[FONT=Arial, Helvetica, sans-serif]SPACESHIP SIGHTINGS: [/FONT] This morning, space shuttle Discovery and the International Space Station flew over Hombressen, Germany. Astrophotographer Dirk Ewers managed to photograph them booth--"bit it wasn't easy," he said. "With a time difference of only two minutes, I had to swivel my telescope rapidly to catch them both."
But catch them he did, and the result was two clear pictures of the fast-moving spacecraft.
Thanks to bad weather in Florida, Discovery is stuck in orbit for an extra day, so more double sightings are poossible tonight. Check the Simple Satellite Tracker for viewing opportunites or, if you have an iPhone, download the app.
more images: from Ralf Vandebergh of the Netherlands
[FONT=Arial, Helvetica, sans-serif]VOLCANIC LIGHTNING: [/FONT]Iceland's active Eyjafjallajokull volcano is famous for its paralyzing ash, which has grounded thousands of planes in Europe and disrupted travel worldwide. Even more amazing, however, is its white-hot lightning:
 

ironsides

Executive Branch Member
Feb 13, 2009
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Threat of new, larger Icelandic eruption looms

REYKJAVIK, Iceland – For all the worldwide chaos that Iceland's volcano has already created, it may just be the opening act.
Scientists fear tremors at the Eyjafjallajokull (ay-yah-FYAH-lah-yer-kuhl) volcano could trigger an even more dangerous eruption at the nearby Katla volcano — creating a worst-case scenario for the airline industry and travelers around the globe.
Threat of new, larger Icelandic eruption looms - Yahoo! News
 

Curiosity

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Jul 30, 2005
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Hehehe

A+ to Beaver's reference which was the first "and only one I believe" written up article actually naming the Eyjafjallajokull volcano in Iceland.

I have thoroughly enjoyed all the broadcasters and even print folk tapdancing around, below and above trying to pronounce or spell yet another Icelandic mouthful - beautiful language but oh so difficult to master....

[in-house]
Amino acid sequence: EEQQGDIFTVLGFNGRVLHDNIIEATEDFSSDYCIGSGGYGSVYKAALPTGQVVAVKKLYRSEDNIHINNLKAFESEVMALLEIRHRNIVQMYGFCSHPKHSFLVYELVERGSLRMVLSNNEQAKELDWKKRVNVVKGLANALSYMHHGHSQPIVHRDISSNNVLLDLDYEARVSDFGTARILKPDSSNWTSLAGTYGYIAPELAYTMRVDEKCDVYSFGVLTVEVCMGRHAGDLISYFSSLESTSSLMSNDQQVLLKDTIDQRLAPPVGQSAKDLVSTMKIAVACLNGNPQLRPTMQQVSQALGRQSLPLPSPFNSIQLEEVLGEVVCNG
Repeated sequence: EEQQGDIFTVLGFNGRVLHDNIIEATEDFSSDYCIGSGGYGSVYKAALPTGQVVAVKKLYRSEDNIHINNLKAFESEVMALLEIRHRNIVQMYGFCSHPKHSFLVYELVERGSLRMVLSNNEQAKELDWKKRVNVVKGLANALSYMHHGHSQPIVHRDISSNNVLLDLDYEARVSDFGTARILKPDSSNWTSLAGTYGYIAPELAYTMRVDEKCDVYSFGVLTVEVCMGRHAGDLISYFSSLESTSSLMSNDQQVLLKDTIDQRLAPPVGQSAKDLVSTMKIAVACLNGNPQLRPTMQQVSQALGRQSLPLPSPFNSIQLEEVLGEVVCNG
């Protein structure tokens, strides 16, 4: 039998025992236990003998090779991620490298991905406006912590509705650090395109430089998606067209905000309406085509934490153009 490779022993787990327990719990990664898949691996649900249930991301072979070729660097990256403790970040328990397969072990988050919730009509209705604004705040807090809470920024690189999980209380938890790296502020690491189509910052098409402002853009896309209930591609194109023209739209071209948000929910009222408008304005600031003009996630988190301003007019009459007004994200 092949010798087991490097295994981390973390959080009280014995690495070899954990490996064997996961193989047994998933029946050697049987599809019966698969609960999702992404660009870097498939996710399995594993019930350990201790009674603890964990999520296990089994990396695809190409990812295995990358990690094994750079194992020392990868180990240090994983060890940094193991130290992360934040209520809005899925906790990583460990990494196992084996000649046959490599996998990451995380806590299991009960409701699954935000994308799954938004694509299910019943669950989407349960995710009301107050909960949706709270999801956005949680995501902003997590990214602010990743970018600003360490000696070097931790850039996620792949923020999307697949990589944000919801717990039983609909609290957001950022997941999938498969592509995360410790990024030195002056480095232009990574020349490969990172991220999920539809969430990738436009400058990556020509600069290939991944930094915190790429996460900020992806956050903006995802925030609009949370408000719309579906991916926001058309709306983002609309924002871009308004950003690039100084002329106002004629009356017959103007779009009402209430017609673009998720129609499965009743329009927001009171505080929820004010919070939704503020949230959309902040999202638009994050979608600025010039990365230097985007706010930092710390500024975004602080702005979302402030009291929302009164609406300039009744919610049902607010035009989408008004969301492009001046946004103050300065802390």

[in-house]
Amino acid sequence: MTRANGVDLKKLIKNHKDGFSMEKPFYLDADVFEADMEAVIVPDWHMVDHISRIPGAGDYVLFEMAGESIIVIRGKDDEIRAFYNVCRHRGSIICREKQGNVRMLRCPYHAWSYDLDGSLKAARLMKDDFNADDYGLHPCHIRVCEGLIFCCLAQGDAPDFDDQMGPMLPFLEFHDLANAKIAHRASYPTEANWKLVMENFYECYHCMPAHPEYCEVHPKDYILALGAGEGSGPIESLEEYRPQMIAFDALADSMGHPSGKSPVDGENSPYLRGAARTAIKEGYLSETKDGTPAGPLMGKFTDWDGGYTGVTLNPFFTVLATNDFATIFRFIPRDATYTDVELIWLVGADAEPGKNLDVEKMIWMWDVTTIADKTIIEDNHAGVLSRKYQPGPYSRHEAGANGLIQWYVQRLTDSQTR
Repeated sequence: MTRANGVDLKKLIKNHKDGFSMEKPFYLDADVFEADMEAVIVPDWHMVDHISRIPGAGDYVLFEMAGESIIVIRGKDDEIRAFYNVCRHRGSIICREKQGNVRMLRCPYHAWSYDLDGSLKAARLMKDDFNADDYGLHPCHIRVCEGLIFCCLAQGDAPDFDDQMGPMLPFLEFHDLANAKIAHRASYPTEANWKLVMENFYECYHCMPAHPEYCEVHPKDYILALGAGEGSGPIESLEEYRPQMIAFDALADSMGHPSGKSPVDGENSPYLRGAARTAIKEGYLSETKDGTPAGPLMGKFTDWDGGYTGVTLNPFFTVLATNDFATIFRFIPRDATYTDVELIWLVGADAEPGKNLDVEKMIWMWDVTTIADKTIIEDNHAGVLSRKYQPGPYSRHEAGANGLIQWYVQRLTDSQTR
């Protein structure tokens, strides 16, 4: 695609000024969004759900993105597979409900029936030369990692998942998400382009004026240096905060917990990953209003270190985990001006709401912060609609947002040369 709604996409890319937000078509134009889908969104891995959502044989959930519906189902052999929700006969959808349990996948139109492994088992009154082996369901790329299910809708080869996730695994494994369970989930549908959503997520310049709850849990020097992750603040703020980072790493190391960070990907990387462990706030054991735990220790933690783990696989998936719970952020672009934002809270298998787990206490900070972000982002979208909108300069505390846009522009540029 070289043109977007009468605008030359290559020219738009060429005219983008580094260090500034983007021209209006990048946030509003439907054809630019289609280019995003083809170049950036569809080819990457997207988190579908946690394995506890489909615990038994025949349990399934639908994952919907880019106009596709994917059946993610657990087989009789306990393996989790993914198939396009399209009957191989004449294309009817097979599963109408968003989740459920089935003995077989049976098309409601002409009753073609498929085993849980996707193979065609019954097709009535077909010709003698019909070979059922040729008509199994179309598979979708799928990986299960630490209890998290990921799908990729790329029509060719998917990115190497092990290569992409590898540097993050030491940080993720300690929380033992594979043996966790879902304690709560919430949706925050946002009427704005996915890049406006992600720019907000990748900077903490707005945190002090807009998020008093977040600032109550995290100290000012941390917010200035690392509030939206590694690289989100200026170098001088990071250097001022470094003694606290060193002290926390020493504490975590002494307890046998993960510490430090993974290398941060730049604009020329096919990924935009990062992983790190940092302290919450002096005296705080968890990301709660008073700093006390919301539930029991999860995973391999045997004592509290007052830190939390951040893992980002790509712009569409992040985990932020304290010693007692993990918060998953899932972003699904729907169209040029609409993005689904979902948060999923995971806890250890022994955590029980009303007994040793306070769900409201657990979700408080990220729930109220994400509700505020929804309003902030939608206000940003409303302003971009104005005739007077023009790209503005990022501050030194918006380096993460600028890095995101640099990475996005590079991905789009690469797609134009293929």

Not making fun of the implications of one of Mother Nature's temper tantrums - but the name is impossible and the writers here were wise to avoid it ...
 

SirJosephPorter

Time Out
Nov 7, 2008
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Hehehe

A+ to Beaver's reference which was the first "and only one I believe" written up article actually naming the Eyjafjallajokull volcano in Iceland.

I have thoroughly enjoyed all the broadcasters and even print folk tapdancing around, below and above trying to pronounce or spell yet another Icelandic mouthful - beautiful language but oh so difficult to master....

Not making fun of the implications of one of Mother Nature's temper tantrums - but the name is impossible and the writers here were wise to avoid it ...

It is not at all difficult, Curiosity. Americans show their ignorance, in typical American fashion.

In many of the European languages (including Icelandic), the letter 'j' is pronounced the same as the letter 'y'. So in the name of the volcano, substitute 'y' for 'j' and then pronounce it exactly as it is written.

Simple.
 

SirJosephPorter

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I have had a fair bit if interest in Iceland since way back in 1971. I am an avid chess fan, and the Fisher Spassky World Championship was held in Reykjavik in 1971 (here again, it is pronounced as Reykyavik). I learned a bit about Iceland at that time and always had a desire to visit Iceland. At that time I read a bit about the country, about the people, the language, the weather etc.